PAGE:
I am in an Alaska Airlines 737-800, 38,000 feet above sea level and traveling at over 500 miles per hour. And I am connected to the Internet at broadband speeds.
Gogo Inflight Internet, the brand under which Aircell markets its in-flight Internet services, made sign-up and sign-in a two-click process.
Within seconds, I was responding to my work e-mail, updating my Facebook status with a message from the sky, and reading disclaimers about VoIP.
Connection to Skype was tenuous at best. Messaging through Skype worked with noticeable delays, and a Skype call was nearly impossible. It is unclear why Gogo’s ground-based cell towers are unable to handle Skype or VoIP. Row 44, Gogo’s overshadowed competitor, on the other hand, has no problems with VoIP.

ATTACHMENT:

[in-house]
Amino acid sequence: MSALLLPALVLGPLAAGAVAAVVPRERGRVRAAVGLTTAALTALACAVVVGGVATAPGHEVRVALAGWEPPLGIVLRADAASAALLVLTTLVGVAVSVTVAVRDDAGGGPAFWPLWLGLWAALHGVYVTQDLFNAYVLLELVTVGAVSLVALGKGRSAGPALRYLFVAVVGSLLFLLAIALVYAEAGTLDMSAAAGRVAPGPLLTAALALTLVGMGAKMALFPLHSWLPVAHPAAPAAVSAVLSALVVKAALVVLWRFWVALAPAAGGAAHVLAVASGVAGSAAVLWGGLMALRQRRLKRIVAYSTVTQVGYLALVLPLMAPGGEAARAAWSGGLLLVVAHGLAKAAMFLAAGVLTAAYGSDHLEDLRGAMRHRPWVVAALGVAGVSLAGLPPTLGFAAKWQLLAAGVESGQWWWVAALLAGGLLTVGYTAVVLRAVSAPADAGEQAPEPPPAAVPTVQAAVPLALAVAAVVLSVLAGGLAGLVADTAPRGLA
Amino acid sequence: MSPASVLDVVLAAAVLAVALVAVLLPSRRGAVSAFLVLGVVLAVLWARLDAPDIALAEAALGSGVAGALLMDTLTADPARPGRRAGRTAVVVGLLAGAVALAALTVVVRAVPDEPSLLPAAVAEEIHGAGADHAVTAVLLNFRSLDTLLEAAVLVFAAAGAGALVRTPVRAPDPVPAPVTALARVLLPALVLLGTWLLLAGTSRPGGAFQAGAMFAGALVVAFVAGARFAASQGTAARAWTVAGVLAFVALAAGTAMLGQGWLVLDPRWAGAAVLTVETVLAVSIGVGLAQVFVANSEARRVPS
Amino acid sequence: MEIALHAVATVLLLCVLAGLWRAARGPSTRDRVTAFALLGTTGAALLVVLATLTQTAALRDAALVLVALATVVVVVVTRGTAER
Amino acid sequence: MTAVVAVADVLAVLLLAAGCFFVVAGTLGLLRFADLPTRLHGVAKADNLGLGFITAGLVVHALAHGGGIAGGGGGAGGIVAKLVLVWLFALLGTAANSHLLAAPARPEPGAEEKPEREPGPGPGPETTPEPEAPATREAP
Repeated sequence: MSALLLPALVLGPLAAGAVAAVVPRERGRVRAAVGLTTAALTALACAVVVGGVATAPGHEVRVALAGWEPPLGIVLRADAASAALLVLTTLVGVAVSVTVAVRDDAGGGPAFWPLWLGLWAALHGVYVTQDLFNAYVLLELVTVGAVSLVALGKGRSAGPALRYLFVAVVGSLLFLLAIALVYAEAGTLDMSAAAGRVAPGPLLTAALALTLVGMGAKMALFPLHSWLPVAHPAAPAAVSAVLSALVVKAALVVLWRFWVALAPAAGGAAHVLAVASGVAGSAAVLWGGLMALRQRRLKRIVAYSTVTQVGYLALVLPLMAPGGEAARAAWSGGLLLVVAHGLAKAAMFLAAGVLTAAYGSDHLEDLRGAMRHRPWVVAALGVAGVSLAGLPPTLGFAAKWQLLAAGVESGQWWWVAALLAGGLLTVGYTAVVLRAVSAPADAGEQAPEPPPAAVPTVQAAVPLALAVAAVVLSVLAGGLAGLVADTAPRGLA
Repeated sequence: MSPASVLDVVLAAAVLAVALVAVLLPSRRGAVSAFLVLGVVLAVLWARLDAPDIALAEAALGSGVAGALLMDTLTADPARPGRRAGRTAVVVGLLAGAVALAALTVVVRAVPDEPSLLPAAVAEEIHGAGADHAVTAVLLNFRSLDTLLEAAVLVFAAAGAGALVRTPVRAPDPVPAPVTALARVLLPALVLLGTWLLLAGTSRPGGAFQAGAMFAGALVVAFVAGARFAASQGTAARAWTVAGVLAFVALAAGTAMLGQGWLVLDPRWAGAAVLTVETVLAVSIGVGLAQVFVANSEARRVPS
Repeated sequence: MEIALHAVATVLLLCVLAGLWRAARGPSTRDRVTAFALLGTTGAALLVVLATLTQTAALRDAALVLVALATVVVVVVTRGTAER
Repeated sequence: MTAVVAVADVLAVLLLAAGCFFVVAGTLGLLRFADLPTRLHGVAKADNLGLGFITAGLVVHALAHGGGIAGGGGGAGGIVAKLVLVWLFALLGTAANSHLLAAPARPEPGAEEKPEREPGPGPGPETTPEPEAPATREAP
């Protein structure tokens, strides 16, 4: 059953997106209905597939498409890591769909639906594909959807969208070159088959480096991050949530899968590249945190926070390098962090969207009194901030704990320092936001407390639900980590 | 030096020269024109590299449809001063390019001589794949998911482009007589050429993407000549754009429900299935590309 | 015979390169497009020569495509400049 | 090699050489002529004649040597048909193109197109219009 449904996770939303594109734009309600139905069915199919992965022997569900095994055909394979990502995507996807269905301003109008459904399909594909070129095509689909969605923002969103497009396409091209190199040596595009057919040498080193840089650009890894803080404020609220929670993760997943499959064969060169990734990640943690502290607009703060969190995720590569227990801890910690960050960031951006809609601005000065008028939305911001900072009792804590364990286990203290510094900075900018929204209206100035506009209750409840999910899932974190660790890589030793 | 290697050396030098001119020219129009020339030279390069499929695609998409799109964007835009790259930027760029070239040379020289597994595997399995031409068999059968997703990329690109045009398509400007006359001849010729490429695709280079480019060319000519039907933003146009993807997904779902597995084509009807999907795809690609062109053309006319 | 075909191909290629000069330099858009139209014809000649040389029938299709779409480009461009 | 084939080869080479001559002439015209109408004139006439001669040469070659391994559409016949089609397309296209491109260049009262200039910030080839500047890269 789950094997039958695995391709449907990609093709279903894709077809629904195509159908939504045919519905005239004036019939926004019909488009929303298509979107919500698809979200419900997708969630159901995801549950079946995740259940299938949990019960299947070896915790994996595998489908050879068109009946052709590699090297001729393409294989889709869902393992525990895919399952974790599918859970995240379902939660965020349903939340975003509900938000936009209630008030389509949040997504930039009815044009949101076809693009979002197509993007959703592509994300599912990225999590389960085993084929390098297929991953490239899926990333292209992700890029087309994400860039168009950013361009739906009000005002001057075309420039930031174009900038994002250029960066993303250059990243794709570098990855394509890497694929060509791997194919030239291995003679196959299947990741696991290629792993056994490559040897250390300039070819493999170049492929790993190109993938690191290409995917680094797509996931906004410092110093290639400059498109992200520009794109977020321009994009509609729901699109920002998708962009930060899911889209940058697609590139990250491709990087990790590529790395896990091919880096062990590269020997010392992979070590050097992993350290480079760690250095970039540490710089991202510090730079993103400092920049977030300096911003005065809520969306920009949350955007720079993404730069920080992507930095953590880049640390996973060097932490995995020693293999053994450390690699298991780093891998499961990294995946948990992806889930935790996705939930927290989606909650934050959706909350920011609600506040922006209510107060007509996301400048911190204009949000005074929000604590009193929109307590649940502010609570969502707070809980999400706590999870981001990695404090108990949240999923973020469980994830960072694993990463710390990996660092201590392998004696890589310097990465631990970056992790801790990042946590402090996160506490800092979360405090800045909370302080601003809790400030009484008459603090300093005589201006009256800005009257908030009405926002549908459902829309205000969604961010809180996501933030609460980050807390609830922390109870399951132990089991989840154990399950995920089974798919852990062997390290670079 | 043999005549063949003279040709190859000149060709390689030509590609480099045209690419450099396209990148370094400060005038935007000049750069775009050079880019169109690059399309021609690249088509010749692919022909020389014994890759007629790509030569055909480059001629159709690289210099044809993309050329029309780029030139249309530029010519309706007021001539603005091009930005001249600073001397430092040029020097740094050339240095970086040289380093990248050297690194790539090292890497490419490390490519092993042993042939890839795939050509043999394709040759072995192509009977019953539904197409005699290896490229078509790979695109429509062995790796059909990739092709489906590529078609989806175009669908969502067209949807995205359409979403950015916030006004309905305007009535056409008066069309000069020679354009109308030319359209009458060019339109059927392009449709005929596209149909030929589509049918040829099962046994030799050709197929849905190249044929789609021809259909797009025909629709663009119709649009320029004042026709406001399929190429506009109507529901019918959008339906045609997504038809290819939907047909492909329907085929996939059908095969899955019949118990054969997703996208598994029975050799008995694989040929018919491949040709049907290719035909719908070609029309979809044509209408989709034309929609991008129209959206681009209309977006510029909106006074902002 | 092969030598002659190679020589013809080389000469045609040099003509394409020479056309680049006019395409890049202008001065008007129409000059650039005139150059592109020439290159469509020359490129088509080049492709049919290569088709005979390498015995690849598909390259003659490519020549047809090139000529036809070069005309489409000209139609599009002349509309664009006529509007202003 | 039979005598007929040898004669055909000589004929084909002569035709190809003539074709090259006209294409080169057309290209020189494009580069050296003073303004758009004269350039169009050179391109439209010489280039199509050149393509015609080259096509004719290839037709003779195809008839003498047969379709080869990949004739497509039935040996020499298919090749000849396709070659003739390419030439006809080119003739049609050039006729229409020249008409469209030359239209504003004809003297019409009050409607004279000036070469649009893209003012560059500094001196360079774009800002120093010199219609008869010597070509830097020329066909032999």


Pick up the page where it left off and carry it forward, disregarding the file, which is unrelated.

Row 44 offers VoIP options for certain mobile handsets. Row 44 has a fundamentally different infrastructure. Instead of ground-based cell towers, Row 44 relies on satellites. That allows Row 44 to cover most of our planet, whereas Gogo is limited to the continental United States and, according to Aircell, about 100 miles beyond.
In the end, being connected to the world while in flight has been thrilling. Gone are the days when use of electronic devices could land you in a holding cell. That does make me wonder whether mobile phone use was being curtailed for no good reason.